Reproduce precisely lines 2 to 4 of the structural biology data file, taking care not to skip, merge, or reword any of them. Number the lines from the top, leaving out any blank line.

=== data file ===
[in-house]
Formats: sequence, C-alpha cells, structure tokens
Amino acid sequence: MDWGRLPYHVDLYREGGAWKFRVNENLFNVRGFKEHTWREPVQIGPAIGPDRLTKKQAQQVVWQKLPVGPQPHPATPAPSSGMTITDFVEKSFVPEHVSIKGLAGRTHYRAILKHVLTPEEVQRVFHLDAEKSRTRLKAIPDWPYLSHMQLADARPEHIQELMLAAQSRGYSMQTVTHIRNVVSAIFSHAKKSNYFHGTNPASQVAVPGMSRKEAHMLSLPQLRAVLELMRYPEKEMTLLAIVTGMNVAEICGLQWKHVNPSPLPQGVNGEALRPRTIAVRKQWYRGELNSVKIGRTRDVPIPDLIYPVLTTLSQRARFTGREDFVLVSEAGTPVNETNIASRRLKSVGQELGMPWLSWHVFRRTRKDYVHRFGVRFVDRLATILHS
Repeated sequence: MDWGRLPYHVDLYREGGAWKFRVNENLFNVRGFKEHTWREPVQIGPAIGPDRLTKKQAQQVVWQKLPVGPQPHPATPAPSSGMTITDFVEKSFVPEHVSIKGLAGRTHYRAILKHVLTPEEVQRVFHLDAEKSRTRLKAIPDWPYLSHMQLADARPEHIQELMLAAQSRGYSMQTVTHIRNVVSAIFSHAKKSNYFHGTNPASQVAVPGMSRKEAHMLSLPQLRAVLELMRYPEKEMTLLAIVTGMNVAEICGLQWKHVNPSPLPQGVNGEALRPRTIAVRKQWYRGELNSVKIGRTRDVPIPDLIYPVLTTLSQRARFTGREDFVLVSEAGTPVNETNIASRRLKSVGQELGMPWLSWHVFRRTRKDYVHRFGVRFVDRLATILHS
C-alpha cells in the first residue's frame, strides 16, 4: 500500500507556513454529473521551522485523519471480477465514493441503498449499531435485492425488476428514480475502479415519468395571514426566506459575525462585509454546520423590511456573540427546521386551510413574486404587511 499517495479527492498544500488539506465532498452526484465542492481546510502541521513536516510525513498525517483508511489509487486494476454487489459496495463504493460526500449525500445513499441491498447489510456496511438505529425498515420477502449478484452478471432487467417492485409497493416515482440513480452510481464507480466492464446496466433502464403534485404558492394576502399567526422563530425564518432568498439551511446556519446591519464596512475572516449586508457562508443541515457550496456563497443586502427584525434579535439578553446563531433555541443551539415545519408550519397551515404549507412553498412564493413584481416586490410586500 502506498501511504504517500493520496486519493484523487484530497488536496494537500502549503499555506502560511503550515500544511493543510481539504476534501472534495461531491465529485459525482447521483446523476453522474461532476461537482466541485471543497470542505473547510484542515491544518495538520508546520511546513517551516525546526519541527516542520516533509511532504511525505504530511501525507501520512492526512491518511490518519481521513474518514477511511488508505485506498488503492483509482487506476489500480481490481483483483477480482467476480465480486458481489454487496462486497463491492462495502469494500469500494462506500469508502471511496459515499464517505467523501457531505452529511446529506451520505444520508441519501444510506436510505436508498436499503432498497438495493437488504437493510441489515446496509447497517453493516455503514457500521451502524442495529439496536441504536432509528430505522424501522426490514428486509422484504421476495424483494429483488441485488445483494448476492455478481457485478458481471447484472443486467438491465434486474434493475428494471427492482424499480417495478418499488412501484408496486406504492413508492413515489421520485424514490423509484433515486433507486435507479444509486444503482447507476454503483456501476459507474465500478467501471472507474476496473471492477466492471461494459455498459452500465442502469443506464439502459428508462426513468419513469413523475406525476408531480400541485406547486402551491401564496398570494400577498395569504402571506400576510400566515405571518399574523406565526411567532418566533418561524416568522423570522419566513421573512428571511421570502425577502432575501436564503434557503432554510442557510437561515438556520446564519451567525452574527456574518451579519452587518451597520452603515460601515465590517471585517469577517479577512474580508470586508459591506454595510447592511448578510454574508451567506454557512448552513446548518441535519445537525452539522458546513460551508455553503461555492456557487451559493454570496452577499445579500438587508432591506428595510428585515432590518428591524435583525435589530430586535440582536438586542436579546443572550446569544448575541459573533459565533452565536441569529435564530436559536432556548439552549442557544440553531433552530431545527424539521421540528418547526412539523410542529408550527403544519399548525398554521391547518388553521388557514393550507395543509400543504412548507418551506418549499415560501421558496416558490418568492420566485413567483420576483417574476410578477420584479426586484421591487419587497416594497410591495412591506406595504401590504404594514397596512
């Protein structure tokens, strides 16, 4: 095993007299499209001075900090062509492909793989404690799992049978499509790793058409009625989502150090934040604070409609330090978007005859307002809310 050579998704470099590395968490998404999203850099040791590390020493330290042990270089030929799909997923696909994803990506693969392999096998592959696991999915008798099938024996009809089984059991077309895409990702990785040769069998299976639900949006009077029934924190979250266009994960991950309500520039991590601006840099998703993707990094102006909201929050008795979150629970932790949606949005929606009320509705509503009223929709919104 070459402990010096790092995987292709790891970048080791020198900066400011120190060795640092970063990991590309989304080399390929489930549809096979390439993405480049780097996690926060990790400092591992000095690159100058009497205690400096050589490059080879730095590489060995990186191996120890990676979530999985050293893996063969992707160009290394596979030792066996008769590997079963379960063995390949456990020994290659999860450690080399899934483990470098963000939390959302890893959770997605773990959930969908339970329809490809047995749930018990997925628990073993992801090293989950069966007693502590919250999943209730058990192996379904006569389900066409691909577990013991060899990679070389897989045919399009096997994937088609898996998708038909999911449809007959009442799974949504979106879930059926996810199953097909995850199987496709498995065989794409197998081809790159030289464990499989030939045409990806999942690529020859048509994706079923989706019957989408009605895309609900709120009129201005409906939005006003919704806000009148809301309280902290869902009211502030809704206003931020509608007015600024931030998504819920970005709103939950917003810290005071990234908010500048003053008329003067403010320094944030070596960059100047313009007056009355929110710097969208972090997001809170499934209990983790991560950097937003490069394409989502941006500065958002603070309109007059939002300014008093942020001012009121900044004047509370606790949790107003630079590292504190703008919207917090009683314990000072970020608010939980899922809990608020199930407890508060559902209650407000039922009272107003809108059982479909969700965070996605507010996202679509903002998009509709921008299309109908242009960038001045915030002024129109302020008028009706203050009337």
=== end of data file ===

Formats: sequence, C-alpha cells, structure tokens
Amino acid sequence: MDWGRLPYHVDLYREGGAWKFRVNENLFNVRGFKEHTWREPVQIGPAIGPDRLTKKQAQQVVWQKLPVGPQPHPATPAPSSGMTITDFVEKSFVPEHVSIKGLAGRTHYRAILKHVLTPEEVQRVFHLDAEKSRTRLKAIPDWPYLSHMQLADARPEHIQELMLAAQSRGYSMQTVTHIRNVVSAIFSHAKKSNYFHGTNPASQVAVPGMSRKEAHMLSLPQLRAVLELMRYPEKEMTLLAIVTGMNVAEICGLQWKHVNPSPLPQGVNGEALRPRTIAVRKQWYRGELNSVKIGRTRDVPIPDLIYPVLTTLSQRARFTGREDFVLVSEAGTPVNETNIASRRLKSVGQELGMPWLSWHVFRRTRKDYVHRFGVRFVDRLATILHS
Repeated sequence: MDWGRLPYHVDLYREGGAWKFRVNENLFNVRGFKEHTWREPVQIGPAIGPDRLTKKQAQQVVWQKLPVGPQPHPATPAPSSGMTITDFVEKSFVPEHVSIKGLAGRTHYRAILKHVLTPEEVQRVFHLDAEKSRTRLKAIPDWPYLSHMQLADARPEHIQELMLAAQSRGYSMQTVTHIRNVVSAIFSHAKKSNYFHGTNPASQVAVPGMSRKEAHMLSLPQLRAVLELMRYPEKEMTLLAIVTGMNVAEICGLQWKHVNPSPLPQGVNGEALRPRTIAVRKQWYRGELNSVKIGRTRDVPIPDLIYPVLTTLSQRARFTGREDFVLVSEAGTPVNETNIASRRLKSVGQELGMPWLSWHVFRRTRKDYVHRFGVRFVDRLATILHS